My dear boy,' he said, stretching out Come with me and I'll give you plenty of his hand to Robert, let it even be as you warm water and soap, and clothes too, and wish; let me not be chargeable with the then I will take you to see papaya bawi

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• But I am afraid of him.'

But you need not be afraid, he is good and kind, and you will try to be good, vont you, Edward ?

I'll try; but I don't know anything. If you show me how to be good I'll learn.'

• Mamma and papa will teach you. Here is the bath room;' and Robert left his little friend, after giving him a plentiful supply of water and a pretty suit of clothes ; but the poor little boy hardly knew how to proceed; he was almost stupefied by the wonderful change that had come over his life within the last short hour.

Robert however soon came to his aid, and with great pleasure did the kind little ministering child look upon the changed boy. Pretty he truly was, with large soft eyes; and nose, mouth and chin all worthy of the eyes that beamed above them. :: Now,' said little Robert, papa told me to bring you to him; and don't be afraid of my dear, good, kind father; you will love him, I am sure.'

•Come to me, my dear boy,' said Mr Murray, stretching out his hand towards him. You have neither father nor mother, my poor, little one??. : No sir.'

But you have a Father in heaven.' • I don't know sir, I never heard.'

Yes, yes; and He has sent you here. Robert will tell you of Him; how kind and how mighty, how wise and holy He is ; and if we would ever enter His glorious home, we must be pure and holy, else we will be shut out for ever; and how much more dreadful to be shut out from that bright, peaceful, blessed home, than to wander homeless here,-out in the cold and rain, without shelter, food, or clothes.'

The tears rolled down the boy's cheeks. He looked up as if in a dim sort of way he understood his kind instructor's meaning. . I will give you a home here, my boy; but it is only the great Father above who can give you an entrance to that better home that will be for ever; but gó, Robert, now, I am weary, and God bless you both.'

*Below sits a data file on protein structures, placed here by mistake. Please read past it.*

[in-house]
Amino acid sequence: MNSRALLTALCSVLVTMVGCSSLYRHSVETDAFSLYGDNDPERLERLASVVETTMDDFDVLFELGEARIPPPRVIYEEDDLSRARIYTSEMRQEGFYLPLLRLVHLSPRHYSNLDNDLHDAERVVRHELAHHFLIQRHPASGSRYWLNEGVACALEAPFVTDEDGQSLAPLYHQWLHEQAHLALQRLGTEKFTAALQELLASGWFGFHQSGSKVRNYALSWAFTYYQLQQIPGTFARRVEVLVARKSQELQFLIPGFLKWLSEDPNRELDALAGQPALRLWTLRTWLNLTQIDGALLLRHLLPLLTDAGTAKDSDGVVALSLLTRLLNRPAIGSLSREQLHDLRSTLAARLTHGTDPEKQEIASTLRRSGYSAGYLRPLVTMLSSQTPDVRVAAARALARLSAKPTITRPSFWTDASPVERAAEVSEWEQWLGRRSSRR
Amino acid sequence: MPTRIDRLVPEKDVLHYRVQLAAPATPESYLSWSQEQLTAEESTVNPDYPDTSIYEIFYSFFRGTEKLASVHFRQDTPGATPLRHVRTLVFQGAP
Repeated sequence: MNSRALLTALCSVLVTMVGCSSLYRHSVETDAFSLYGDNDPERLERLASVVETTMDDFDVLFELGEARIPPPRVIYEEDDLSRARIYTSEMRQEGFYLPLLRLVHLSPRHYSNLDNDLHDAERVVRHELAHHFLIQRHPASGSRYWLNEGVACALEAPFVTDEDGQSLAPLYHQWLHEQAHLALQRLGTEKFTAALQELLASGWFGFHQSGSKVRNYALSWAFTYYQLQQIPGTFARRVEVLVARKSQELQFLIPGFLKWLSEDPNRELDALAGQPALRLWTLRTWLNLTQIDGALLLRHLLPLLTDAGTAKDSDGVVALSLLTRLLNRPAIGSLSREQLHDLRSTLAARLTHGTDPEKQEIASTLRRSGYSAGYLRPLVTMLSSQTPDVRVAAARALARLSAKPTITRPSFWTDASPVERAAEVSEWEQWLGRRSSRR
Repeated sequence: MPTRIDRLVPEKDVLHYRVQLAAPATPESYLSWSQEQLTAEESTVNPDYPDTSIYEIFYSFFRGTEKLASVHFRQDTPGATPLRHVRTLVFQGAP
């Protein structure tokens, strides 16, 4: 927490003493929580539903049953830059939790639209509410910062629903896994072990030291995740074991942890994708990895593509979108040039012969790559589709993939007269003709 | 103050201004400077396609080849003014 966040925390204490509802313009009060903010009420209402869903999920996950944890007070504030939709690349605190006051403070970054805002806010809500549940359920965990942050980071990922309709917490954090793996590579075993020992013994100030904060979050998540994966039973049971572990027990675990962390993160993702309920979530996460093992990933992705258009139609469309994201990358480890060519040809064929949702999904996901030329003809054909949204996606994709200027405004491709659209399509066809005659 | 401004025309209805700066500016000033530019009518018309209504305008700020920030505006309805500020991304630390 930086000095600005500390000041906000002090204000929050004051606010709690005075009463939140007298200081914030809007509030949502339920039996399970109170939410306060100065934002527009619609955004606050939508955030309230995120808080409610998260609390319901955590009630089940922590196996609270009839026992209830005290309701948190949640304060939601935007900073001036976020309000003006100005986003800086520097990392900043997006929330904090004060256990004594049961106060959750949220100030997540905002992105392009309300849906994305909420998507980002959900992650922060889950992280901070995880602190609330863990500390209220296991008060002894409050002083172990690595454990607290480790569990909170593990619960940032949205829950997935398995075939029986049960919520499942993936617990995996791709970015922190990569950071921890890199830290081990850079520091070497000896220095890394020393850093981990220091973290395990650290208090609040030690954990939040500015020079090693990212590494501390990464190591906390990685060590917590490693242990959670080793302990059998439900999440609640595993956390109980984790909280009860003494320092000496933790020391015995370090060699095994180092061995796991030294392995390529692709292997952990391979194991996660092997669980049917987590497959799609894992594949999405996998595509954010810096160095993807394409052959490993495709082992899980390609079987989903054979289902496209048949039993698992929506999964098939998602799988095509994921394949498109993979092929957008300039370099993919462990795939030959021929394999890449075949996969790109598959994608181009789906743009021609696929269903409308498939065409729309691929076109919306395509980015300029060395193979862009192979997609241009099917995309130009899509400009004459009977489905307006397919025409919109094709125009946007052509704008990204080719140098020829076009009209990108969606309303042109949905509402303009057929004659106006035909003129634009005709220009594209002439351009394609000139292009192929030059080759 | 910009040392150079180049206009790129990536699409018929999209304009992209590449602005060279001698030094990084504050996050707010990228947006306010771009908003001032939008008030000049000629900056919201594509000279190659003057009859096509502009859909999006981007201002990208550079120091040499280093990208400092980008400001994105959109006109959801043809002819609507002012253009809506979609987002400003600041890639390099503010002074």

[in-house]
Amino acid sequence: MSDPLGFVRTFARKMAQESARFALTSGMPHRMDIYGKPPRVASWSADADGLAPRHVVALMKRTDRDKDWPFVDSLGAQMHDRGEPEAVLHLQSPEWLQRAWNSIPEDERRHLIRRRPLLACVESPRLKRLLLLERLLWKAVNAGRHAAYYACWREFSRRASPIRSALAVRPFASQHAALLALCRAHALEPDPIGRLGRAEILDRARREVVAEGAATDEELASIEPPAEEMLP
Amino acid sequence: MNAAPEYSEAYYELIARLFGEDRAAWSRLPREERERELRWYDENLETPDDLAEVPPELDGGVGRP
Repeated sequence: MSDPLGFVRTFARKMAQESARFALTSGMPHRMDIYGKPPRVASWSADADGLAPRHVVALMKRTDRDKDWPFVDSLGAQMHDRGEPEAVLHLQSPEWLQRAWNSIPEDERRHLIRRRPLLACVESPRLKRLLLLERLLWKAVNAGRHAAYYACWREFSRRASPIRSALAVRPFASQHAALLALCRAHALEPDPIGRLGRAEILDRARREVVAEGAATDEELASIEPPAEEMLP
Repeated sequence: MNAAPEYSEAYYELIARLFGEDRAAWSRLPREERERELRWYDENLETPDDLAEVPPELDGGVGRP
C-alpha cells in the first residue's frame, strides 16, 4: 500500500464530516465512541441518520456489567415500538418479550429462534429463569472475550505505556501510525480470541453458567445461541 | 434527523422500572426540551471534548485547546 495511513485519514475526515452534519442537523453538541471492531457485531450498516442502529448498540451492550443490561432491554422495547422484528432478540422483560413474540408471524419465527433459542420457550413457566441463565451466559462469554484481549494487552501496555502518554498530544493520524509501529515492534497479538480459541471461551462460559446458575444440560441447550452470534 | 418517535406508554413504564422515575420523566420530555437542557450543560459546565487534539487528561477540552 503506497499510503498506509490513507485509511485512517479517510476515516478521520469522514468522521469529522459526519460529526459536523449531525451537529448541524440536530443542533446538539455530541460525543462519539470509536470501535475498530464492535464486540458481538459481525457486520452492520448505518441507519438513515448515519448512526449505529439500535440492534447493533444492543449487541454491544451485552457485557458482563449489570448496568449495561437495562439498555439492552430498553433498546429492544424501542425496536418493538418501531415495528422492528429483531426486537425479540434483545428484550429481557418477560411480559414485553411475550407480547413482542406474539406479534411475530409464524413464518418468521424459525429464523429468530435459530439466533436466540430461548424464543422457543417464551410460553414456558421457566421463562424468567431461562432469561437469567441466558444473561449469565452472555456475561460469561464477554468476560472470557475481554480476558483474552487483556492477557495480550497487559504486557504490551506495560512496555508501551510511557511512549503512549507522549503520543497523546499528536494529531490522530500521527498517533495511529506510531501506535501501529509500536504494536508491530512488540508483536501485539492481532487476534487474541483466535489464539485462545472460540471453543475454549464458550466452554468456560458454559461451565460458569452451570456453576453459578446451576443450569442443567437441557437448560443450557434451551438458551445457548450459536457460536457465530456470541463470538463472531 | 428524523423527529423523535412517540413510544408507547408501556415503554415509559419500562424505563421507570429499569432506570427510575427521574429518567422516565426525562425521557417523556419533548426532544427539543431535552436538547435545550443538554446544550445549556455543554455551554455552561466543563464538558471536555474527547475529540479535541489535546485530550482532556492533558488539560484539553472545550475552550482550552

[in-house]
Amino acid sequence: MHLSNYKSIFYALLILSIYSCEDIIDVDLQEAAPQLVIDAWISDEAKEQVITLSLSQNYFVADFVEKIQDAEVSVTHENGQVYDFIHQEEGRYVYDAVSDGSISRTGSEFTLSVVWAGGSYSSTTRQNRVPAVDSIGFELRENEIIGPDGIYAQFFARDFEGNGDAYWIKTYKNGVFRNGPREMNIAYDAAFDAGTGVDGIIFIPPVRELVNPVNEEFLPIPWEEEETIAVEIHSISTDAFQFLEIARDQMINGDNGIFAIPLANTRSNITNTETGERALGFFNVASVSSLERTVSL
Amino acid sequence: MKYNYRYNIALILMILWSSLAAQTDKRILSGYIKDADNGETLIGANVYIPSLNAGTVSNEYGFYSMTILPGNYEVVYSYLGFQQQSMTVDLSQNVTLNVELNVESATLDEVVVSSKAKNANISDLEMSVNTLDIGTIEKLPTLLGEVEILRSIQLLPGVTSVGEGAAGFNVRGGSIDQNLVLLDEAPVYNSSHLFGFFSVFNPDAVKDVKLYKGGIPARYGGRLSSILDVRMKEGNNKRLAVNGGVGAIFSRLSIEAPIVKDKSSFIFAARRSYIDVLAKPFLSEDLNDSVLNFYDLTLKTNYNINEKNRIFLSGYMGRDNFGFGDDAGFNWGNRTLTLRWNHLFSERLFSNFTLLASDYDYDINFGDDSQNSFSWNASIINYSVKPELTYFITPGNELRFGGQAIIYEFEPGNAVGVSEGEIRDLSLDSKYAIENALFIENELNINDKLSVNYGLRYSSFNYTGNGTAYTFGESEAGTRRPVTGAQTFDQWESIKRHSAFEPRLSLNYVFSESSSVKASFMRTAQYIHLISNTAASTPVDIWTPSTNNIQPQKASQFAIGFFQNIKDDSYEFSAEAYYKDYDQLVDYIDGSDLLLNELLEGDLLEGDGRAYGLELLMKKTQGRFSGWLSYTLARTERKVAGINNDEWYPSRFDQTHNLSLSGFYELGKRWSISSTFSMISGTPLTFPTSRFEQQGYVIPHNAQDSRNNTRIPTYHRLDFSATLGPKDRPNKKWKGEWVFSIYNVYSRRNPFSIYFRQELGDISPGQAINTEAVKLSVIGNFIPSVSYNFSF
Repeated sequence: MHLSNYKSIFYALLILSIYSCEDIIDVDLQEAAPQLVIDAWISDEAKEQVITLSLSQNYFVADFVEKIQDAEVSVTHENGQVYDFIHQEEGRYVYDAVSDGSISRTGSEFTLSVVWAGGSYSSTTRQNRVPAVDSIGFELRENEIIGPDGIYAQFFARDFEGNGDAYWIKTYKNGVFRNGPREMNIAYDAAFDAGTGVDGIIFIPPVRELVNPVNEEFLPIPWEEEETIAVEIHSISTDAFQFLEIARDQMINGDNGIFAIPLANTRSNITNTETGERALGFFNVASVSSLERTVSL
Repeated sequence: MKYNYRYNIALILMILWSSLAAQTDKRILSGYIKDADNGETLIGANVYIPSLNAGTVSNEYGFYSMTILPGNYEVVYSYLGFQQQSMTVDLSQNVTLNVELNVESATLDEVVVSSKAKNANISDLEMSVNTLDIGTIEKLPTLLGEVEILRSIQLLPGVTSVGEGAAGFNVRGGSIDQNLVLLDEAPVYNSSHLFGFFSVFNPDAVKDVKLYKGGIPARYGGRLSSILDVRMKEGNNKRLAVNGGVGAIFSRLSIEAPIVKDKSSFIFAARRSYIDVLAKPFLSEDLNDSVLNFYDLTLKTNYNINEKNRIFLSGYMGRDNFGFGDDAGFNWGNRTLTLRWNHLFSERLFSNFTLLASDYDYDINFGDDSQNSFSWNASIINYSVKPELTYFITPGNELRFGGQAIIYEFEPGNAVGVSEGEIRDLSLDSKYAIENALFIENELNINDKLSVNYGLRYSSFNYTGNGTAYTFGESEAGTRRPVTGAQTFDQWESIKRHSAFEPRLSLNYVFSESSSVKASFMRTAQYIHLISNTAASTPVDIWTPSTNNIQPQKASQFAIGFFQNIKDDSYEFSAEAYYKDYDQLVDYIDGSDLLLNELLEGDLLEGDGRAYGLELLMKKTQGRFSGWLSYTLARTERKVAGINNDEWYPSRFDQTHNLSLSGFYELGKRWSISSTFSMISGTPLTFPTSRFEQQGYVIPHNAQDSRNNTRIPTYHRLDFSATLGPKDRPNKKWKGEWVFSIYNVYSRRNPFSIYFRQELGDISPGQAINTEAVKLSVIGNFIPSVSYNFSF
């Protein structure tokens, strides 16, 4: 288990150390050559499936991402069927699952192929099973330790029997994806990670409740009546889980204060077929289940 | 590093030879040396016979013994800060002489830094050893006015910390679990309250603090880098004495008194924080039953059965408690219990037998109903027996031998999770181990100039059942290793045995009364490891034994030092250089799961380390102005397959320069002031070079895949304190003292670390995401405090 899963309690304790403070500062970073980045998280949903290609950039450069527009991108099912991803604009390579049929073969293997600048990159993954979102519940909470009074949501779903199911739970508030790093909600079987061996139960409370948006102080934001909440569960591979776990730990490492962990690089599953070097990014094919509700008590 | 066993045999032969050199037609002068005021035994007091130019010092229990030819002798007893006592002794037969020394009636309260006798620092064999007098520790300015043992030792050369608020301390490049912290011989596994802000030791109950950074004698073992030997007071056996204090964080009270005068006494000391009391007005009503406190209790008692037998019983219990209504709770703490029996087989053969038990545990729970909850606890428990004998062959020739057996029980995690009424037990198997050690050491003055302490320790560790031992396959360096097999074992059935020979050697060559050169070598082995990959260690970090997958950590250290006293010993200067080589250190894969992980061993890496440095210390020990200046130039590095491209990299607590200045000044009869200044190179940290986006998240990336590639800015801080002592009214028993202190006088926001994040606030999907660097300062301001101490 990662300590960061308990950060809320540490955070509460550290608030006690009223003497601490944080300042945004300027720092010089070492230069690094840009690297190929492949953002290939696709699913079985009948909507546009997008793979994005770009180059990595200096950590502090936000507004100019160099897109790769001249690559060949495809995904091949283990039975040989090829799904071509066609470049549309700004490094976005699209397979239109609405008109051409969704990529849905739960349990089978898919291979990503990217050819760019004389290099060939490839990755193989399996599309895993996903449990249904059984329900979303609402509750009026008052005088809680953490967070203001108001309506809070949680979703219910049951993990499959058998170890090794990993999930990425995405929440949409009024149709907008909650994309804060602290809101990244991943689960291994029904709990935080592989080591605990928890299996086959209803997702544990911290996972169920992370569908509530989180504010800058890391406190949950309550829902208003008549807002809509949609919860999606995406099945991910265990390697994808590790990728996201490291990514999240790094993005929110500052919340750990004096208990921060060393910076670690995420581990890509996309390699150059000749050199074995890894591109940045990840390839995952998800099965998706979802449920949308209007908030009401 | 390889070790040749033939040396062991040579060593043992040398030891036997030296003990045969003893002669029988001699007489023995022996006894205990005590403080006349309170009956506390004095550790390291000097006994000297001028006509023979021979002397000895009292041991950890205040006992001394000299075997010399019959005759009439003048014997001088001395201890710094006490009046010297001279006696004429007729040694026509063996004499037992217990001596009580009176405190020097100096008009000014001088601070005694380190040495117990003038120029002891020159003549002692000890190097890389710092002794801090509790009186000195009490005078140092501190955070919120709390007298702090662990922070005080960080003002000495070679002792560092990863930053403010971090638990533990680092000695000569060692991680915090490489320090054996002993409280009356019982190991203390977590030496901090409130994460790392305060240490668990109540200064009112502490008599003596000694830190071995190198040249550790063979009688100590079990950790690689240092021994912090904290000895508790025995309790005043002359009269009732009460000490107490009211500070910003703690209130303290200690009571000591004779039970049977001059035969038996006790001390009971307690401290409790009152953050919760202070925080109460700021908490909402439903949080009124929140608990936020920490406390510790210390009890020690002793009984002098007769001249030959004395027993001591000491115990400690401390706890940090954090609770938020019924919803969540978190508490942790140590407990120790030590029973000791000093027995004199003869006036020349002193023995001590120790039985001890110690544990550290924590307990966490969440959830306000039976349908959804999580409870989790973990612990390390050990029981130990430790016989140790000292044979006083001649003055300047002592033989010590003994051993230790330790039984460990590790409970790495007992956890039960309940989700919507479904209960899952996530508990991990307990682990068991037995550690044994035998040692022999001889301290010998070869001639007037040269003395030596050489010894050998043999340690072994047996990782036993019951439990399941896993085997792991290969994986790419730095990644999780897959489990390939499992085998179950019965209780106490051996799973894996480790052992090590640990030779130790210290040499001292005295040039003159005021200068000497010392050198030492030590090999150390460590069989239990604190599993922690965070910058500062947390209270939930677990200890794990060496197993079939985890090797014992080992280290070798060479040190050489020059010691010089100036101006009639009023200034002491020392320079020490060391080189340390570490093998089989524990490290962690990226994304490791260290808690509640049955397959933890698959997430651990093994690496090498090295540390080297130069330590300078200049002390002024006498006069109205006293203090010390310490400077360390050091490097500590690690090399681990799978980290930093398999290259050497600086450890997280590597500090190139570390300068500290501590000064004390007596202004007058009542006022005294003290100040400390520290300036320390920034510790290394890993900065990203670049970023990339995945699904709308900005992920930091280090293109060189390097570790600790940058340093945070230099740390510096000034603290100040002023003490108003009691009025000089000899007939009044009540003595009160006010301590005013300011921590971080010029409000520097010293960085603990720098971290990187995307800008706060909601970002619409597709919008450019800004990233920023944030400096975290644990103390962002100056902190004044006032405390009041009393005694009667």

I cannot take up space to tell you how Edward grew up, rewarding his benefactors

for all their care and love by his obedience and truthfulness and gratitude. In his young life the lovely graces, wrought alone by God's spirit of holiness, soon began to appear; and with joy Mr and Mrs Murray acknowledged that if they had sown tenfold, they were reaping a harvest of ten hundredfold.

Their own son Robert died before he reached manhood; then how tenderly did Edward console their sorrowful hearts. Not long afterwards, Mr Murray also entered on his heavenly rest, and Mrs Murray, a widow and childless, had only Edward left to lean on and to love. She is now an old lady, and round about her cluster a pretty group of children with Edward's dark soft eyes. She loves them very tenderly, and the sound of their glad young voices is her sweetest earthly music. She is just at heaven's threshold, waiting for the opening of the door of her Father's house; and I think the glad hallelujahs' of heaven are already falling sweetly on her spirit.

My darling mother,' Edward sometimes says, "how bright will be your crown.'

* And you, my son, will be its most precious gem, but I will cast it low at His feet. I am nothing, I have nothing worthy of His favour,-empty and sinful. Yet if Christ has clad me in His own righteousness, and made me comely through His comeliness put upon me, to Him is all the glory; to Him must be ascribed all the praise. And when I am gone you will take up the work I delighted most of all to do for Christ-consider the poor,-and teach your children to do the same. Let them feel that love is the fulfilling of the law; and let it be wide and free as God's own sun and rain ; then down upon their own heads will come showers of blessings.'